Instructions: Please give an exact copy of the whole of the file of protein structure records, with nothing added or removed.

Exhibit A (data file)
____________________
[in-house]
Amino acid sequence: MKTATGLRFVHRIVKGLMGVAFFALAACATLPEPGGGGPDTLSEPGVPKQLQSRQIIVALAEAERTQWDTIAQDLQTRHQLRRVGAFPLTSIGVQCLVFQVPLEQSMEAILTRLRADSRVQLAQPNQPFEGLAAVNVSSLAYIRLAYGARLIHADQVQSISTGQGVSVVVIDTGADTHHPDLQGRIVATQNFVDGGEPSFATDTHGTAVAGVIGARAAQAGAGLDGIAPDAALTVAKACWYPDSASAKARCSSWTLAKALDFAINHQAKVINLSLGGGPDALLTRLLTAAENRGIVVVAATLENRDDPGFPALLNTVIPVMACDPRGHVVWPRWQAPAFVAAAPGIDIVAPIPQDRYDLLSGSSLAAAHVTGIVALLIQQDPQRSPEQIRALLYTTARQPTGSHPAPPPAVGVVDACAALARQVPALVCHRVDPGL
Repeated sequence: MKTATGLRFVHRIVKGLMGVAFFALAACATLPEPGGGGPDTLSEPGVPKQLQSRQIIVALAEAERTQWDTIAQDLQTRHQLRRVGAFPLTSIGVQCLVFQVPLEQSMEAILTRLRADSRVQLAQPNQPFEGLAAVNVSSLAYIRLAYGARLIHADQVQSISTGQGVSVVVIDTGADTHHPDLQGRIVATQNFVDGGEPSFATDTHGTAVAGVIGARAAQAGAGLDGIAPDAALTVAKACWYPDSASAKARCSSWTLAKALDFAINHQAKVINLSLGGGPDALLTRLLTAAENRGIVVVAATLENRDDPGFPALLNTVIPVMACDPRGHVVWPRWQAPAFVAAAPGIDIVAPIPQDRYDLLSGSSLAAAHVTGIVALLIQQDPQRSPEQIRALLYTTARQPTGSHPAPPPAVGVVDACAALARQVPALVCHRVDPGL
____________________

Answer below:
[in-house]
Amino acid sequence: MKTATGLRFVHRIVKGLMGVAFFALAACATLPEPGGGGPDTLSEPGVPKQLQSRQIIVALAEAERTQWDTIAQDLQTRHQLRRVGAFPLTSIGVQCLVFQVPLEQSMEAILTRLRADSRVQLAQPNQPFEGLAAVNVSSLAYIRLAYGARLIHADQVQSISTGQGVSVVVIDTGADTHHPDLQGRIVATQNFVDGGEPSFATDTHGTAVAGVIGARAAQAGAGLDGIAPDAALTVAKACWYPDSASAKARCSSWTLAKALDFAINHQAKVINLSLGGGPDALLTRLLTAAENRGIVVVAATLENRDDPGFPALLNTVIPVMACDPRGHVVWPRWQAPAFVAAAPGIDIVAPIPQDRYDLLSGSSLAAAHVTGIVALLIQQDPQRSPEQIRALLYTTARQPTGSHPAPPPAVGVVDACAALARQVPALVCHRVDPGL
Repeated sequence: MKTATGLRFVHRIVKGLMGVAFFALAACATLPEPGGGGPDTLSEPGVPKQLQSRQIIVALAEAERTQWDTIAQDLQTRHQLRRVGAFPLTSIGVQCLVFQVPLEQSMEAILTRLRADSRVQLAQPNQPFEGLAAVNVSSLAYIRLAYGARLIHADQVQSISTGQGVSVVVIDTGADTHHPDLQGRIVATQNFVDGGEPSFATDTHGTAVAGVIGARAAQAGAGLDGIAPDAALTVAKACWYPDSASAKARCSSWTLAKALDFAINHQAKVINLSLGGGPDALLTRLLTAAENRGIVVVAATLENRDDPGFPALLNTVIPVMACDPRGHVVWPRWQAPAFVAAAPGIDIVAPIPQDRYDLLSGSSLAAAHVTGIVALLIQQDPQRSPEQIRALLYTTARQPTGSHPAPPPAVGVVDACAALARQVPALVCHRVDPGL